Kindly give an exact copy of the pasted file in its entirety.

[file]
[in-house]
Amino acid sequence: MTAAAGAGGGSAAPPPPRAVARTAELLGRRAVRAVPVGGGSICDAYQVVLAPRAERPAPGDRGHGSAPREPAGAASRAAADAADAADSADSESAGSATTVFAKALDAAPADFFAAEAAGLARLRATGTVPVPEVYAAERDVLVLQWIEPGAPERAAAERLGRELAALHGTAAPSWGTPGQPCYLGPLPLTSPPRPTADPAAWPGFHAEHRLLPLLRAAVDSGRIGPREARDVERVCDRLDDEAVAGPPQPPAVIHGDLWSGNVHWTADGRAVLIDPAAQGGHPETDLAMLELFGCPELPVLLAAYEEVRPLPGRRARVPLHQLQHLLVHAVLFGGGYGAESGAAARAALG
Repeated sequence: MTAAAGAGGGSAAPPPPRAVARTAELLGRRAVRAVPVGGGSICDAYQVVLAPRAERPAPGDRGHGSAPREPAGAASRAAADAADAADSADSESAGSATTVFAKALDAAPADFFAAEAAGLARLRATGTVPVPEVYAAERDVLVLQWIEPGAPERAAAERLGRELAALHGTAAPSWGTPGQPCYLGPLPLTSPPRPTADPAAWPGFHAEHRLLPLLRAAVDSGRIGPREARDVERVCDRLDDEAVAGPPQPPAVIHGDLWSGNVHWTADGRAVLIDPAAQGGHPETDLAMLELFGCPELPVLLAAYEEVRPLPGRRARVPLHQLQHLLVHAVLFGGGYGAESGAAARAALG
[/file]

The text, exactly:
[in-house]
Amino acid sequence: MTAAAGAGGGSAAPPPPRAVARTAELLGRRAVRAVPVGGGSICDAYQVVLAPRAERPAPGDRGHGSAPREPAGAASRAAADAADAADSADSESAGSATTVFAKALDAAPADFFAAEAAGLARLRATGTVPVPEVYAAERDVLVLQWIEPGAPERAAAERLGRELAALHGTAAPSWGTPGQPCYLGPLPLTSPPRPTADPAAWPGFHAEHRLLPLLRAAVDSGRIGPREARDVERVCDRLDDEAVAGPPQPPAVIHGDLWSGNVHWTADGRAVLIDPAAQGGHPETDLAMLELFGCPELPVLLAAYEEVRPLPGRRARVPLHQLQHLLVHAVLFGGGYGAESGAAARAALG
Repeated sequence: MTAAAGAGGGSAAPPPPRAVARTAELLGRRAVRAVPVGGGSICDAYQVVLAPRAERPAPGDRGHGSAPREPAGAASRAAADAADAADSADSESAGSATTVFAKALDAAPADFFAAEAAGLARLRATGTVPVPEVYAAERDVLVLQWIEPGAPERAAAERLGRELAALHGTAAPSWGTPGQPCYLGPLPLTSPPRPTADPAAWPGFHAEHRLLPLLRAAVDSGRIGPREARDVERVCDRLDDEAVAGPPQPPAVIHGDLWSGNVHWTADGRAVLIDPAAQGGHPETDLAMLELFGCPELPVLLAAYEEVRPLPGRRARVPLHQLQHLLVHAVLFGGGYGAESGAAARAALG